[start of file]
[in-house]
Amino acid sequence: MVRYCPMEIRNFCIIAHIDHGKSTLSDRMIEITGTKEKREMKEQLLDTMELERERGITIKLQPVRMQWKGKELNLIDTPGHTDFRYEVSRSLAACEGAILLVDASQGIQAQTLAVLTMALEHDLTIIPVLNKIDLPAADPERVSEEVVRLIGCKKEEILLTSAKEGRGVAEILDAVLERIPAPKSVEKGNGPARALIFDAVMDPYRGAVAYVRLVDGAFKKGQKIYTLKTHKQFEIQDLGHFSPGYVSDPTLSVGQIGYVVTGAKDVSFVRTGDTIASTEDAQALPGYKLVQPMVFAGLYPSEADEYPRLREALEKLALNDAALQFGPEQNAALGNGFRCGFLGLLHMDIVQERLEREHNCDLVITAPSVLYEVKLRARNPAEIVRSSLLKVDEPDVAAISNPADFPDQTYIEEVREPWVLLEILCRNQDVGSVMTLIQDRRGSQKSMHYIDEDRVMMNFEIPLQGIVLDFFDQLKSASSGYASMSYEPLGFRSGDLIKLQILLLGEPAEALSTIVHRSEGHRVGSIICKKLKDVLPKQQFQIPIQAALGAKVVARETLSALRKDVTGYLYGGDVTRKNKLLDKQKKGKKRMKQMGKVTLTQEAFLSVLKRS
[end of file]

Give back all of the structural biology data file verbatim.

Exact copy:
[in-house]
Amino acid sequence: MVRYCPMEIRNFCIIAHIDHGKSTLSDRMIEITGTKEKREMKEQLLDTMELERERGITIKLQPVRMQWKGKELNLIDTPGHTDFRYEVSRSLAACEGAILLVDASQGIQAQTLAVLTMALEHDLTIIPVLNKIDLPAADPERVSEEVVRLIGCKKEEILLTSAKEGRGVAEILDAVLERIPAPKSVEKGNGPARALIFDAVMDPYRGAVAYVRLVDGAFKKGQKIYTLKTHKQFEIQDLGHFSPGYVSDPTLSVGQIGYVVTGAKDVSFVRTGDTIASTEDAQALPGYKLVQPMVFAGLYPSEADEYPRLREALEKLALNDAALQFGPEQNAALGNGFRCGFLGLLHMDIVQERLEREHNCDLVITAPSVLYEVKLRARNPAEIVRSSLLKVDEPDVAAISNPADFPDQTYIEEVREPWVLLEILCRNQDVGSVMTLIQDRRGSQKSMHYIDEDRVMMNFEIPLQGIVLDFFDQLKSASSGYASMSYEPLGFRSGDLIKLQILLLGEPAEALSTIVHRSEGHRVGSIICKKLKDVLPKQQFQIPIQAALGAKVVARETLSALRKDVTGYLYGGDVTRKNKLLDKQKKGKKRMKQMGKVTLTQEAFLSVLKRS